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Cybercrime in the Greater China Region

Regulatory Responses and Crime Prevention Across the Taiwan Strait Lennon Yao-chung Chang, Monash University, Australia
Cybercrime is a worldwide problem of rapidly increasing magnitude and, of the countries in the Asia Pacific region, Taiwan and China are suffering most. This timely book discusses the extent and nature of cybercrime in and between Taiwan and China, focussing especially on the prevalence of botnets (collections of computers that have been compromised and used for malicious purposes).
Extent: 272 pp
Hardback Price: £80.00 Web: £72.00
Publication Date: 2012
ISBN: 978 0 85793 667 7
Availability: In Stock
Paperback Price: £25.00 Web: £20.00
Publication Date: 2014
ISBN: 978 1 78100 565 1
Availability: In Stock
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  • Asian Studies
  • Asian Law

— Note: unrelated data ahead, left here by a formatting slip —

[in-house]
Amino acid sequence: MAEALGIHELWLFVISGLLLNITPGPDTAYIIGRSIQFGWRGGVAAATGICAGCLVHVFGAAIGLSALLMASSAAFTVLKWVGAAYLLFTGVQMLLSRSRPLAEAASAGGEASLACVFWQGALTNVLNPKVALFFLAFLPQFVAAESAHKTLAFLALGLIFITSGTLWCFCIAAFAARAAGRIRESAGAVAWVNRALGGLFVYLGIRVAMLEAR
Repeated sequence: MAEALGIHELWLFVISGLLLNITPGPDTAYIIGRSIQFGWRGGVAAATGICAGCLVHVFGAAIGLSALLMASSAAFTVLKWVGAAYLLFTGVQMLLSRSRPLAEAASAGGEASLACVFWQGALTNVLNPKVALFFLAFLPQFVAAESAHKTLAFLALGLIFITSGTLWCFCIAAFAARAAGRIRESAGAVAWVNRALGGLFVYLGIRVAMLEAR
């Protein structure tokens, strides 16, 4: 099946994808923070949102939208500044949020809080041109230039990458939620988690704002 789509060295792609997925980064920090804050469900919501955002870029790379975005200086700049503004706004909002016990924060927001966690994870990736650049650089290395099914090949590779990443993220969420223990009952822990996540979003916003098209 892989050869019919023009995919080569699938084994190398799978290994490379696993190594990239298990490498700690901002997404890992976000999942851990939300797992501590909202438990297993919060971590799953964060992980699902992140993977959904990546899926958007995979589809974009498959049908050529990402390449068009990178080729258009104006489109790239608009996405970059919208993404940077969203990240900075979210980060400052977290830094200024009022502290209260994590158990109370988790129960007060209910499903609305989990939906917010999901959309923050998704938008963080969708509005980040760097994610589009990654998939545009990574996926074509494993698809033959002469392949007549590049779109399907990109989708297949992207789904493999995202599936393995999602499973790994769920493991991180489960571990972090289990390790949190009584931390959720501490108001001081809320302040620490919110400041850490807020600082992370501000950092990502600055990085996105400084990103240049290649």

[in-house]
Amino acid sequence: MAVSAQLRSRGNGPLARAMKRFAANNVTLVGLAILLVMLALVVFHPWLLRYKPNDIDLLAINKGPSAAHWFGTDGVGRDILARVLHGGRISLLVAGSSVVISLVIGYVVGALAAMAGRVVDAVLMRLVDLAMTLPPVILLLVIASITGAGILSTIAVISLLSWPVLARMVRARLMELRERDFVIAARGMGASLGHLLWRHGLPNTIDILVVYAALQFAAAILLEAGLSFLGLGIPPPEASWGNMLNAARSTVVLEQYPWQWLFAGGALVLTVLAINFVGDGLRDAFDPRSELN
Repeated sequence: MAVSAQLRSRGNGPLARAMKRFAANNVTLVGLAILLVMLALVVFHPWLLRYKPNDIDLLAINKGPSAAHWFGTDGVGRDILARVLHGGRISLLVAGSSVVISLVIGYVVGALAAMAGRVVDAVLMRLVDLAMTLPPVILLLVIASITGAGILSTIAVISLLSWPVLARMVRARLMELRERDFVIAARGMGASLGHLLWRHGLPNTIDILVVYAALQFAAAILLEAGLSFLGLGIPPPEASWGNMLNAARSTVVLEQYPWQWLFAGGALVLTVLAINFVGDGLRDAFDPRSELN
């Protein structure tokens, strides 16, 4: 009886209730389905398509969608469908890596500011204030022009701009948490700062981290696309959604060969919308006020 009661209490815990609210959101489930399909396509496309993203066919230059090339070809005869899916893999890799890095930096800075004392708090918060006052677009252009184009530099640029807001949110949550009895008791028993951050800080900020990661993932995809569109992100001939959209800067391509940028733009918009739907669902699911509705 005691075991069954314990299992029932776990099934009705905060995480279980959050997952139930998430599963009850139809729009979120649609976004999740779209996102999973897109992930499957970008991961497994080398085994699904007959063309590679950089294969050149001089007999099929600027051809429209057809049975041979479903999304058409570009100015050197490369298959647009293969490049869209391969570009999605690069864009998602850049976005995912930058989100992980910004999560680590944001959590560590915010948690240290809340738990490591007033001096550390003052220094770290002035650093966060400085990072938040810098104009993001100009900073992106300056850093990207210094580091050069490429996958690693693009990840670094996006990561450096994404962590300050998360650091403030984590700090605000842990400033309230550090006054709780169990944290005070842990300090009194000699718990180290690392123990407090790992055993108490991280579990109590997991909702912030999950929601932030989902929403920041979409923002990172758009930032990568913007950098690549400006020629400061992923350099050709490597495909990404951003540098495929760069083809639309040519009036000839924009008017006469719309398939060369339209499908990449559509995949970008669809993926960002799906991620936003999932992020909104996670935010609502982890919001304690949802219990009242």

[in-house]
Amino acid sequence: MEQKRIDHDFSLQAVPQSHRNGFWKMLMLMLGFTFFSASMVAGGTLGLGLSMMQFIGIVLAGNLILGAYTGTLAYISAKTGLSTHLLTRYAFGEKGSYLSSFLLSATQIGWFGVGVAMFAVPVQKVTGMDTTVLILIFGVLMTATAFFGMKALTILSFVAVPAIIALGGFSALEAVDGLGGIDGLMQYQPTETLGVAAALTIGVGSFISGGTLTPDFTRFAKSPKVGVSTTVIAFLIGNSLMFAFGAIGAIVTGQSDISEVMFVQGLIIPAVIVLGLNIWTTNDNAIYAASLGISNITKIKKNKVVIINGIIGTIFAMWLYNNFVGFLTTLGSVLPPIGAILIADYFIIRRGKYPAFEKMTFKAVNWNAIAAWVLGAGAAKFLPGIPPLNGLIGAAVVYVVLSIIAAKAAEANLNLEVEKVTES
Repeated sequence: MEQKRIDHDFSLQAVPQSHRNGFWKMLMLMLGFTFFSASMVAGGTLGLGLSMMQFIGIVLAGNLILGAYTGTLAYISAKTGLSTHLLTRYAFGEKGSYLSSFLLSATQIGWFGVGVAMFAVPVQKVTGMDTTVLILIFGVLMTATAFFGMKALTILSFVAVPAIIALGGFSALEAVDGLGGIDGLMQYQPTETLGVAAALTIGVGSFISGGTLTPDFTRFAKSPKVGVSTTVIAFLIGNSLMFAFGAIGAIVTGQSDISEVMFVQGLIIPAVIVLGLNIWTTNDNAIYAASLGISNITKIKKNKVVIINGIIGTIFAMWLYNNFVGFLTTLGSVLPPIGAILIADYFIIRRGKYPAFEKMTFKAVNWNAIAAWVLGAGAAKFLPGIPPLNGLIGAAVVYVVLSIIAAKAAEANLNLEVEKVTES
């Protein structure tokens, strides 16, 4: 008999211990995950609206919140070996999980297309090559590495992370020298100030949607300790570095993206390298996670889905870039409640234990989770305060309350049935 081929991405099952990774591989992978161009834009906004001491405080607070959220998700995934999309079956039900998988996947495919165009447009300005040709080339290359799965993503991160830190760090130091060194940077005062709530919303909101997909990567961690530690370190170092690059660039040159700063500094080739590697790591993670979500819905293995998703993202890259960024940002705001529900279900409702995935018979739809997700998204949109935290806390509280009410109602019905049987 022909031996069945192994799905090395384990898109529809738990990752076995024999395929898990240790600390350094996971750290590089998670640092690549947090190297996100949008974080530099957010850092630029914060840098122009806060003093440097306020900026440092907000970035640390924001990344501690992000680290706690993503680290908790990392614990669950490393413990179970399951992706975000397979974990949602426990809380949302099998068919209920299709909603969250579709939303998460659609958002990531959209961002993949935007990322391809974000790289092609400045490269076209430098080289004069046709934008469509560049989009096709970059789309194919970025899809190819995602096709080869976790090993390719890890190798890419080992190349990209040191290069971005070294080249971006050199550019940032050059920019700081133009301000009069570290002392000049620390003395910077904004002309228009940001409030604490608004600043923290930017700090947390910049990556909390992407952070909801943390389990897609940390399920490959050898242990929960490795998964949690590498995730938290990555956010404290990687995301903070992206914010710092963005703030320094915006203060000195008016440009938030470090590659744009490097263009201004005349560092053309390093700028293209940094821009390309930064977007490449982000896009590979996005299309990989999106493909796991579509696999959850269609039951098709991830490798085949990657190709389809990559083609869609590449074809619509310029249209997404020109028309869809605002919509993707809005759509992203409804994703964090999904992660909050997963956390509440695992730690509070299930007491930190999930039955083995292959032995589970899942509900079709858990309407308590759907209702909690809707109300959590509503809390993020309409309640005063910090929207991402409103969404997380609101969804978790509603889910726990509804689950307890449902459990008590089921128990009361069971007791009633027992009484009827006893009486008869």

• Law - Academic
  • Asian Law
  • Corruption and Economic Crime
  • Information and Media Law
  • Internet and Technology Law
  • Politics and Public Policy
  • Terrorism and Security
Cybercrime is a worldwide problem of rapidly increasing magnitude and, of the countries in the Asia Pacific region, Taiwan and China are suffering most. This timely book discusses the extent and nature of cybercrime in and between Taiwan and China, focussing especially on the prevalence of botnets (collections of computers that have been compromised and used for malicious purposes).

The book uses routine activity theory to analyse Chinese and Taiwanese legal responses to cybercrime, and reviews mutual assistance between the two countries as well as discussing third party cooperation. To prevent the spread of cybercrime, the book argues the case for a ‘wiki’ approach to cybercrime and a feasible pre-warning system. Learning from lessons in infectious disease prevention and from aviation safety reporting, Cybercrime in the Greater China Region proposes a feasible information security incident reporting and response system.

Academics, government agency workers, policymakers and those in the information security or legal compliance divisions in public and private sectors will find much to interest them in this timely study.